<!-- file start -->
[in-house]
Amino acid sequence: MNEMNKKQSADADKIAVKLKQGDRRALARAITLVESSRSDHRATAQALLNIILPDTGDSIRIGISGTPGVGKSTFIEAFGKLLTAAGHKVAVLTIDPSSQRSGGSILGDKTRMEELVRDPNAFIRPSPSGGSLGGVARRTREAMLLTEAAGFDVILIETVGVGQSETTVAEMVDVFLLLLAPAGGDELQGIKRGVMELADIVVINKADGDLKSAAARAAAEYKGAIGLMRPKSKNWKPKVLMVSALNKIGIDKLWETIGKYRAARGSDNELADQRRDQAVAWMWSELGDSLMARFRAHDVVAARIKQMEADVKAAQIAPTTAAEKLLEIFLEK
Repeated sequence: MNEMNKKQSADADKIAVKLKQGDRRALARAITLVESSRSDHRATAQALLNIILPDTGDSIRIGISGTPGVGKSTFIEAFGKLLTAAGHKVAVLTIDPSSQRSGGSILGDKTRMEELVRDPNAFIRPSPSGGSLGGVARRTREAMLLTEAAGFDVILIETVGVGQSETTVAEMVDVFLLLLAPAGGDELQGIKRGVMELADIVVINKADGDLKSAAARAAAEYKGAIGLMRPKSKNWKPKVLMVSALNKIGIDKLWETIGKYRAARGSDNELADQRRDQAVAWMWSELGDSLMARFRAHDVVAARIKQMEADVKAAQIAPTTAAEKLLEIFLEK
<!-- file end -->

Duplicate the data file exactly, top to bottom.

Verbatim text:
[in-house]
Amino acid sequence: MNEMNKKQSADADKIAVKLKQGDRRALARAITLVESSRSDHRATAQALLNIILPDTGDSIRIGISGTPGVGKSTFIEAFGKLLTAAGHKVAVLTIDPSSQRSGGSILGDKTRMEELVRDPNAFIRPSPSGGSLGGVARRTREAMLLTEAAGFDVILIETVGVGQSETTVAEMVDVFLLLLAPAGGDELQGIKRGVMELADIVVINKADGDLKSAAARAAAEYKGAIGLMRPKSKNWKPKVLMVSALNKIGIDKLWETIGKYRAARGSDNELADQRRDQAVAWMWSELGDSLMARFRAHDVVAARIKQMEADVKAAQIAPTTAAEKLLEIFLEK
Repeated sequence: MNEMNKKQSADADKIAVKLKQGDRRALARAITLVESSRSDHRATAQALLNIILPDTGDSIRIGISGTPGVGKSTFIEAFGKLLTAAGHKVAVLTIDPSSQRSGGSILGDKTRMEELVRDPNAFIRPSPSGGSLGGVARRTREAMLLTEAAGFDVILIETVGVGQSETTVAEMVDVFLLLLAPAGGDELQGIKRGVMELADIVVINKADGDLKSAAARAAAEYKGAIGLMRPKSKNWKPKVLMVSALNKIGIDKLWETIGKYRAARGSDNELADQRRDQAVAWMWSELGDSLMARFRAHDVVAARIKQMEADVKAAQIAPTTAAEKLLEIFLEK